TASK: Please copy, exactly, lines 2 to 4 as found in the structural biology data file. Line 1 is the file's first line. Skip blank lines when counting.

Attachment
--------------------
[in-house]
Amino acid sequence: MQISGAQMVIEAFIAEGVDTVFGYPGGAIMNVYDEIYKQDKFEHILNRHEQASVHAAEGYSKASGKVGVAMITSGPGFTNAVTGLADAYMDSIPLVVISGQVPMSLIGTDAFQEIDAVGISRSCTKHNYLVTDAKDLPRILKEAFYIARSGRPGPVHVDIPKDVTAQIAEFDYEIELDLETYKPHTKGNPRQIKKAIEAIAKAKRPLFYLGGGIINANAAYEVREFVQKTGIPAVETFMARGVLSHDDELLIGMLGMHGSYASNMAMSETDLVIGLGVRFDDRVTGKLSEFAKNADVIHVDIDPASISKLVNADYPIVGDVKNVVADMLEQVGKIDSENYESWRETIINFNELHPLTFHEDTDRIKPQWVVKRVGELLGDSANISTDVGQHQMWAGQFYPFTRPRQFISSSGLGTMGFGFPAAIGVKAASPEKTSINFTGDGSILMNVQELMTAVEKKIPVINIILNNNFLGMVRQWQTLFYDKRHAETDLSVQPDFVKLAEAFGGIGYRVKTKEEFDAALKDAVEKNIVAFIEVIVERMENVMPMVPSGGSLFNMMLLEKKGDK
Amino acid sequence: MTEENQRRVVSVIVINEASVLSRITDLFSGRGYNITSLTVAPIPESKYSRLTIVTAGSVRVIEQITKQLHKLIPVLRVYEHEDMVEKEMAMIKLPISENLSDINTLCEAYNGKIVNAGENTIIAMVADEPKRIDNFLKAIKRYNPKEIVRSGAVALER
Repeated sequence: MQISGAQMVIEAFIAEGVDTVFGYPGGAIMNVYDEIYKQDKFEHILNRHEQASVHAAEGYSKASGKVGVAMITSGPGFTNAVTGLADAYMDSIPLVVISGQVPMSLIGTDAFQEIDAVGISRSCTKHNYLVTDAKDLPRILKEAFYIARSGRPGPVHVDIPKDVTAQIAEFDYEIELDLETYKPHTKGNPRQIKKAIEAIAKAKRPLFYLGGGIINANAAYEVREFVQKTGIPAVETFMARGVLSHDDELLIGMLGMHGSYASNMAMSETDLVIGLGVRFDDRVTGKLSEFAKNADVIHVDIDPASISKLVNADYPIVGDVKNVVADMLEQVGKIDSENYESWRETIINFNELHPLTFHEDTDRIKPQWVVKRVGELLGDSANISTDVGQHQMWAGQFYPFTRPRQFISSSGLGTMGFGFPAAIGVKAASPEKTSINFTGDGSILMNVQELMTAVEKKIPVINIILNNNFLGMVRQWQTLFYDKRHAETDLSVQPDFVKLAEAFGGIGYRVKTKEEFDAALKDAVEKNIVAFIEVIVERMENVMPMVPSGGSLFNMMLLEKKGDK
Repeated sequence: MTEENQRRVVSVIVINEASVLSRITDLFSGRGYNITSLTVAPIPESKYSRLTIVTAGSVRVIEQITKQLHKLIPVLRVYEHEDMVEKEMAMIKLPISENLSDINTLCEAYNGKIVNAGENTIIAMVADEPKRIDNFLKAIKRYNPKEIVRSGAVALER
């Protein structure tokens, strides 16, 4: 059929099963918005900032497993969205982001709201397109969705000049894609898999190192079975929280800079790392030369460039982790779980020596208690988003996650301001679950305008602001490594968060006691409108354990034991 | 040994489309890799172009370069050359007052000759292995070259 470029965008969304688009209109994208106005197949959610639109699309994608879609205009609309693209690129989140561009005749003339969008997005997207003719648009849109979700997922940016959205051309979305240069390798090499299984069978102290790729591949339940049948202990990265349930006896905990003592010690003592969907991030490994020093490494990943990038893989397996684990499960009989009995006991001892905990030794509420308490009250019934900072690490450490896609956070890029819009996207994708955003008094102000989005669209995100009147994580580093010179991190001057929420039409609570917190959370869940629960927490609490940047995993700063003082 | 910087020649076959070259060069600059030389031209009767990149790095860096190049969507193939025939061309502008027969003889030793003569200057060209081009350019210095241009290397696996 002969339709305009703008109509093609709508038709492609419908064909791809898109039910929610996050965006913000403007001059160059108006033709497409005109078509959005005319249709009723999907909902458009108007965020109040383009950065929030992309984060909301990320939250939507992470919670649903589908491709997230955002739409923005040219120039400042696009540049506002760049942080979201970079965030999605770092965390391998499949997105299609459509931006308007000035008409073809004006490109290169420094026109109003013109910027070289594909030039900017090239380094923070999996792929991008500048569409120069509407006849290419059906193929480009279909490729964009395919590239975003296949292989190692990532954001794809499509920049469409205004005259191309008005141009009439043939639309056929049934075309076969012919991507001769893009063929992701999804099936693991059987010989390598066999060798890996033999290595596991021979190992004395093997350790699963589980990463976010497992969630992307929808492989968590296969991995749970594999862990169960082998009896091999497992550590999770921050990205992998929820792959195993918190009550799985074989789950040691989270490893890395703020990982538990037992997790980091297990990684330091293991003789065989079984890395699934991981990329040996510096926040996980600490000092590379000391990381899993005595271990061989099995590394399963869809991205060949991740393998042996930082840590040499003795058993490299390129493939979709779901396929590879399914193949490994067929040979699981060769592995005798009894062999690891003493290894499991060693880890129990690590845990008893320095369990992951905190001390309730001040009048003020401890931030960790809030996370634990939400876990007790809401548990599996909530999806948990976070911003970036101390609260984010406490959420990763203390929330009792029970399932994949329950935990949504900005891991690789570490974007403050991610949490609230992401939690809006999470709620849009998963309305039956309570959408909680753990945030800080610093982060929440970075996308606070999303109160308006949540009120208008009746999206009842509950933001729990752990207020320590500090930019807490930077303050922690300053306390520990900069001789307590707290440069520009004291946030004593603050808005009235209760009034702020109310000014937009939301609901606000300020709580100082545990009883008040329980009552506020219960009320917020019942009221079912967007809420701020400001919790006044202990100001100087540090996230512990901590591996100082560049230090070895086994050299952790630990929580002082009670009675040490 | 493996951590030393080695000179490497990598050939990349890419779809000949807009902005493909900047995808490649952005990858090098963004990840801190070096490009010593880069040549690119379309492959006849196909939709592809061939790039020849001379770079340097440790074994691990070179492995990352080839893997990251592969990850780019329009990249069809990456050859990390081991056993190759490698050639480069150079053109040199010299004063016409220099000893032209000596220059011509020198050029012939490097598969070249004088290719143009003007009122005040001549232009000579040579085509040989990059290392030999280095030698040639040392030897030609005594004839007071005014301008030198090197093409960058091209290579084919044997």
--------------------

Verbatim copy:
Amino acid sequence: MQISGAQMVIEAFIAEGVDTVFGYPGGAIMNVYDEIYKQDKFEHILNRHEQASVHAAEGYSKASGKVGVAMITSGPGFTNAVTGLADAYMDSIPLVVISGQVPMSLIGTDAFQEIDAVGISRSCTKHNYLVTDAKDLPRILKEAFYIARSGRPGPVHVDIPKDVTAQIAEFDYEIELDLETYKPHTKGNPRQIKKAIEAIAKAKRPLFYLGGGIINANAAYEVREFVQKTGIPAVETFMARGVLSHDDELLIGMLGMHGSYASNMAMSETDLVIGLGVRFDDRVTGKLSEFAKNADVIHVDIDPASISKLVNADYPIVGDVKNVVADMLEQVGKIDSENYESWRETIINFNELHPLTFHEDTDRIKPQWVVKRVGELLGDSANISTDVGQHQMWAGQFYPFTRPRQFISSSGLGTMGFGFPAAIGVKAASPEKTSINFTGDGSILMNVQELMTAVEKKIPVINIILNNNFLGMVRQWQTLFYDKRHAETDLSVQPDFVKLAEAFGGIGYRVKTKEEFDAALKDAVEKNIVAFIEVIVERMENVMPMVPSGGSLFNMMLLEKKGDK
Amino acid sequence: MTEENQRRVVSVIVINEASVLSRITDLFSGRGYNITSLTVAPIPESKYSRLTIVTAGSVRVIEQITKQLHKLIPVLRVYEHEDMVEKEMAMIKLPISENLSDINTLCEAYNGKIVNAGENTIIAMVADEPKRIDNFLKAIKRYNPKEIVRSGAVALER
Repeated sequence: MQISGAQMVIEAFIAEGVDTVFGYPGGAIMNVYDEIYKQDKFEHILNRHEQASVHAAEGYSKASGKVGVAMITSGPGFTNAVTGLADAYMDSIPLVVISGQVPMSLIGTDAFQEIDAVGISRSCTKHNYLVTDAKDLPRILKEAFYIARSGRPGPVHVDIPKDVTAQIAEFDYEIELDLETYKPHTKGNPRQIKKAIEAIAKAKRPLFYLGGGIINANAAYEVREFVQKTGIPAVETFMARGVLSHDDELLIGMLGMHGSYASNMAMSETDLVIGLGVRFDDRVTGKLSEFAKNADVIHVDIDPASISKLVNADYPIVGDVKNVVADMLEQVGKIDSENYESWRETIINFNELHPLTFHEDTDRIKPQWVVKRVGELLGDSANISTDVGQHQMWAGQFYPFTRPRQFISSSGLGTMGFGFPAAIGVKAASPEKTSINFTGDGSILMNVQELMTAVEKKIPVINIILNNNFLGMVRQWQTLFYDKRHAETDLSVQPDFVKLAEAFGGIGYRVKTKEEFDAALKDAVEKNIVAFIEVIVERMENVMPMVPSGGSLFNMMLLEKKGDK